Alien Autopsy: Stories by Pedro Ponce

Pedro Ponce offers eighteen very short stories in this slender volume (Cow Heavy Books, 55 pages). Within the brief space Ponce delegates for himself not much can happen, but these vignettes do manage to develop vigorous fabula-like themes. In each short piece, a subject is opened, then skillfully closed.

The Marriage Plot by Jeffrey Eugenides

As the title confesses right up front, The Marriage Plot (FSG, 416 pages) is all plot, all 19th-century-style plot, with full biographical sketches and family histories for everyone who walks onstage for more than a few paragraphs to alter the action.  Which of the two men will Madeleine, English major and lover of Jane Austen and […]

Andrew’s Brain by E. L. Doctorow

Andrew’s Brain (Random House, 244 pages), by E. L. Doctorow, is the narrative of a brain whose content has been digitized, whose DNA code has been cracked, and which now resides in a vat or has been uploaded to a computer at some Bush-era detention or torture site, unaware that he is no longer embodied, […]

The Pilgrim of Love: a ludibrium by Charles Davis

“I was pleased to discover in myself an uncanny knack for interpreting the hermetic language of alchemy, as if my book learning had been but a preparation for decrypting enigmatic texts, reading meaning into that which, on the surface, seemed meaningless.” So says the unnamed narrator of Charles Davis’ The Pilgrim of Love: a ludibrium, […]

The Sea Trials of an Unfortunate Sailor by Kurt Brindley

Before I begin this review, let me first recommend to anyone whom it persuades to read The Sea Trials of an Unfortunate Sailor (Amazon,198 pages), that after doing so they further benefit themselves by looking again at their copy of Herman Melville’s Billy Budd, Sailor that I shall, however, quote from extensively. Kurt Brindley’s accomplishment […]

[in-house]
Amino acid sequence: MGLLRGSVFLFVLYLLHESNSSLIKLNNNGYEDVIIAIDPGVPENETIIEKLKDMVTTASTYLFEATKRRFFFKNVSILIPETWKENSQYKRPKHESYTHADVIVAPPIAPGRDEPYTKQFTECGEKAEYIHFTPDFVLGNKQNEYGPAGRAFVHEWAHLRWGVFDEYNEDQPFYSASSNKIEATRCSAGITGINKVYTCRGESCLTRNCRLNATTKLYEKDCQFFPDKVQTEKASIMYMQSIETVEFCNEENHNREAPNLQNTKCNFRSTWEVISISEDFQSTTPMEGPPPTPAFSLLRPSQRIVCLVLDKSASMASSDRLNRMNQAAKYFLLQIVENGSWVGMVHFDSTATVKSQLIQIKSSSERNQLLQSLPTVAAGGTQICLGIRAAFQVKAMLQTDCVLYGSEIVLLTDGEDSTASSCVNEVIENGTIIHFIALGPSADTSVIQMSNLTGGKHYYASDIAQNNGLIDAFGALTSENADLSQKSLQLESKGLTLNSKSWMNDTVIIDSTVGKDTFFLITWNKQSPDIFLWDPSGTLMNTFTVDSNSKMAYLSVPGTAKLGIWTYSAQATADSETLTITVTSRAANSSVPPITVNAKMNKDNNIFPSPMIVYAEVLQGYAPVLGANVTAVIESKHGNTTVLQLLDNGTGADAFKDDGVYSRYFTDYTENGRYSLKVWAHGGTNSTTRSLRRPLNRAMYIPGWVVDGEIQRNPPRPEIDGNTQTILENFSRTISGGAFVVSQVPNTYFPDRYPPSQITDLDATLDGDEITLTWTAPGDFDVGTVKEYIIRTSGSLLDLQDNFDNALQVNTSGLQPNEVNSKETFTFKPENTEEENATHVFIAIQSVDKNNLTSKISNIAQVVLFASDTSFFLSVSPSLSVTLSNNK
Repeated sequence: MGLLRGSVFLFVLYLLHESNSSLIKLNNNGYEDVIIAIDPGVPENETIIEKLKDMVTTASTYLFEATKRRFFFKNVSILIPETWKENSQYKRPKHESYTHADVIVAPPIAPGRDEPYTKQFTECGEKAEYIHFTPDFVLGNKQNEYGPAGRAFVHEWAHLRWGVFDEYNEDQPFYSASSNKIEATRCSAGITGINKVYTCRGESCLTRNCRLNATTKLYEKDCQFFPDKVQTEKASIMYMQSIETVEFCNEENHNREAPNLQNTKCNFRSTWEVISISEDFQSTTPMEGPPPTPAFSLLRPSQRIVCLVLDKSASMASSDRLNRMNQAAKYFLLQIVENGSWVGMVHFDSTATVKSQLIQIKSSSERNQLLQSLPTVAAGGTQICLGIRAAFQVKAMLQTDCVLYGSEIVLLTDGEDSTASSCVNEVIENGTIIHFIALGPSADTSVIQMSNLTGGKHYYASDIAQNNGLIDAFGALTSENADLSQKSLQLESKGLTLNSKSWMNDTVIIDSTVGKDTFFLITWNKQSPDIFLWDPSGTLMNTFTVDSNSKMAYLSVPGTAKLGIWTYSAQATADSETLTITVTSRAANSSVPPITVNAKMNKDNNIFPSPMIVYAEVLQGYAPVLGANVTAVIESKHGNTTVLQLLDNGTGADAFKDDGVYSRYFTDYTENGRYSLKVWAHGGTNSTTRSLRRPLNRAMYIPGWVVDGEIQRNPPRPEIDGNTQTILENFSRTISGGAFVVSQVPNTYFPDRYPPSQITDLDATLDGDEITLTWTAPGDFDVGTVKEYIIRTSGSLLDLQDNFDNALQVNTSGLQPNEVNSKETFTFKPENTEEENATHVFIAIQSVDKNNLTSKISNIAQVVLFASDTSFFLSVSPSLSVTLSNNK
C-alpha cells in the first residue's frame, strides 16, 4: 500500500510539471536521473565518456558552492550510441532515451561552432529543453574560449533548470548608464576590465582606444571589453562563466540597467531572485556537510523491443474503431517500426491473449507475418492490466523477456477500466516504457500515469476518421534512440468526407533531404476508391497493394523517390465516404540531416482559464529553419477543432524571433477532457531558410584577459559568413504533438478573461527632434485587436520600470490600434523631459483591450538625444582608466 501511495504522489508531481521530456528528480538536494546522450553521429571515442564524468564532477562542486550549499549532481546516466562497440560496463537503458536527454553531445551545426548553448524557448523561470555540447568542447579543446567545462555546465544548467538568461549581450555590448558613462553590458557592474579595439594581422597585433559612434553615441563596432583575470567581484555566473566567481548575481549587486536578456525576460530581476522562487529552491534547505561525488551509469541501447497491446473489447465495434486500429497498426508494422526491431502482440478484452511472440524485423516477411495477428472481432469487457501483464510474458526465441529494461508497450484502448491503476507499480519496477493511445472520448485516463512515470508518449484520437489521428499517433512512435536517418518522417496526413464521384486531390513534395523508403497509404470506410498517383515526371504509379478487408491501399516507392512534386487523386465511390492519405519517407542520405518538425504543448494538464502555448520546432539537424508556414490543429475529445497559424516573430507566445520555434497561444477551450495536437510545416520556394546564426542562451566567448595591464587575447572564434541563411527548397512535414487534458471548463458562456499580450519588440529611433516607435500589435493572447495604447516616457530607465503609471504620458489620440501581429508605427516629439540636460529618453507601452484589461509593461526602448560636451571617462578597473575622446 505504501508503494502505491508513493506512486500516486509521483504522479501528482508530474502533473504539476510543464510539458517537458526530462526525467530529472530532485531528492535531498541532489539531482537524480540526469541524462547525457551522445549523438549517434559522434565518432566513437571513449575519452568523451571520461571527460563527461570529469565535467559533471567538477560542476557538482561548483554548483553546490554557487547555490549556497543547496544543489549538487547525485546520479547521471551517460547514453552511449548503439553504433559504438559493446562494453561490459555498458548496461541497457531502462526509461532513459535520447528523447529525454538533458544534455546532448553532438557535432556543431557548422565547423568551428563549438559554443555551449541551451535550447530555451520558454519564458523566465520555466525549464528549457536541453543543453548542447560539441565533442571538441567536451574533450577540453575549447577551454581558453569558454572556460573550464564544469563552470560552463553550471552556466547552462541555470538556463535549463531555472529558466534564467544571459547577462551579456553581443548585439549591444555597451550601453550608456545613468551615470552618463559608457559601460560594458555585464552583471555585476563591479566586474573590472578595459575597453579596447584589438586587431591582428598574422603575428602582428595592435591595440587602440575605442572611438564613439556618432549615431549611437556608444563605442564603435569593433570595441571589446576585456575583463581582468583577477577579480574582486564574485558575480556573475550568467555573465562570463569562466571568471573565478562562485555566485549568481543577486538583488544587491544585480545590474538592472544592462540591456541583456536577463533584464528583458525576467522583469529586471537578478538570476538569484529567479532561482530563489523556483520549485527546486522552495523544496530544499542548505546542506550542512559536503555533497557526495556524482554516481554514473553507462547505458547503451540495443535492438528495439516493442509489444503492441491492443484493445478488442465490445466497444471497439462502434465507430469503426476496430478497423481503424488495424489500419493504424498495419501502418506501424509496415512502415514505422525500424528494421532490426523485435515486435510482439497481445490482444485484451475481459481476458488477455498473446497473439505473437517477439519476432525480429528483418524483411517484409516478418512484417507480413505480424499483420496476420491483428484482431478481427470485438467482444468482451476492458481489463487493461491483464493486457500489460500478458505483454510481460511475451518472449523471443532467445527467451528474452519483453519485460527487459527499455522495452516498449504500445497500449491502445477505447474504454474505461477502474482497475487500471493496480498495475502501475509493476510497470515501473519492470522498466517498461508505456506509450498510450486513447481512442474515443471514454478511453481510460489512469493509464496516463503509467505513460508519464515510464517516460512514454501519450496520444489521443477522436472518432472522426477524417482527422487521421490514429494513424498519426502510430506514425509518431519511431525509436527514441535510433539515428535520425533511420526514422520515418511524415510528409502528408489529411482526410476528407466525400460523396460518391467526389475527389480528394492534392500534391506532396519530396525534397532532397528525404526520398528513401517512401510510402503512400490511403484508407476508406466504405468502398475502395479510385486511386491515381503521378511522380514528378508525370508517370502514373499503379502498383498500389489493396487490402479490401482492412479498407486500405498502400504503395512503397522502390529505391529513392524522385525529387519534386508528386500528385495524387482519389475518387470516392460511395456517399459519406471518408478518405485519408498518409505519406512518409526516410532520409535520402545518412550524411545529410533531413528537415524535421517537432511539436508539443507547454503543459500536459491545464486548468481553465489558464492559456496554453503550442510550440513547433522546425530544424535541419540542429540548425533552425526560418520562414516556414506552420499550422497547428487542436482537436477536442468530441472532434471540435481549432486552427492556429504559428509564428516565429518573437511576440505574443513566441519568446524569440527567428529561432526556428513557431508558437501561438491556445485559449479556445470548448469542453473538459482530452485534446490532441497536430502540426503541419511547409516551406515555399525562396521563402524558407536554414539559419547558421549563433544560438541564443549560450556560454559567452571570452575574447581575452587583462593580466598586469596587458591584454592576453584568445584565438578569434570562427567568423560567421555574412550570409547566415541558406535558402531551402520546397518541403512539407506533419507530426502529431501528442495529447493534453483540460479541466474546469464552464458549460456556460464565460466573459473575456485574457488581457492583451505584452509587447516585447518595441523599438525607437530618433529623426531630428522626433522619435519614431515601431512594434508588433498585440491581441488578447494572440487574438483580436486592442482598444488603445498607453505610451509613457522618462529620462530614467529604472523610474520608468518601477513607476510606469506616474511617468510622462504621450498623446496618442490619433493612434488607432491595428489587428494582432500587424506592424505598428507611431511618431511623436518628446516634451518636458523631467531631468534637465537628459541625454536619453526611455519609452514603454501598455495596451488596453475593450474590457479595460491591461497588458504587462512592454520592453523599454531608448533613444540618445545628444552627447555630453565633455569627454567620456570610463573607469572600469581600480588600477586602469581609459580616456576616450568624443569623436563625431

Support Dactyl Review

Dear Friends, In the past four years, Dactyl Foundation has concentrated on growing the literary fiction community, which has dwindled over the past twenty years as publishing houses began to focus on big sellers ignoring the niche market of fine literature. In 2010, we launched Dactyl Review, a community of literary fiction writers who review […]

Vox Populi by Clay Reynolds

In Vox Populi: A Novel of Everyday Life (Texas Review Press, 211 pages) an unnamed narrator endures various brief encounters with strangers while out on errands—waiting for, paying for, or ordering something. Clay Reynolds must have been keeping a journal for years because his little tales ring true in their preposterousness. Truth is stranger than […]

Flight by Oona Frawley

Flight (223 pages, Tramp Press) by Oona Frawley, is a novel set in Ireland, the United States, Vietnam, and Zimbabwe that explores how its characters have been affected by both old-style colonialism and the new colonialism–corporate globalism that began to rise in the 1990s. Themes center on migration and immigration, on feeling homesick and rootless […]

The Contractor by Charles Holdefer

As the twenty-fist century accelerates toward a new low point in modern political history, eighty-five people possess about forty percent of the world’s wealth (that’s not a typo),* second- and third-generation war-terrorized children are born to benumbed, dehumanized parents, and most news reports would probably seem horribly unreal to even Bradbury and Orwell. One may ask, What […]

Cocoa Almond Darling by Jeffra Hays

Cocoa Almond Darling (Kindle, 126 pages), by Jeffra Hays, is a rather intense, deliberately-paced story about a tailor Mr. Benton, his assistant Milly, and their daughter Nicky. The main action seems to be set in the 1960s, give or take a decade, and the story is told entirely from Milly’s perspective. The novel’s limited first-person […]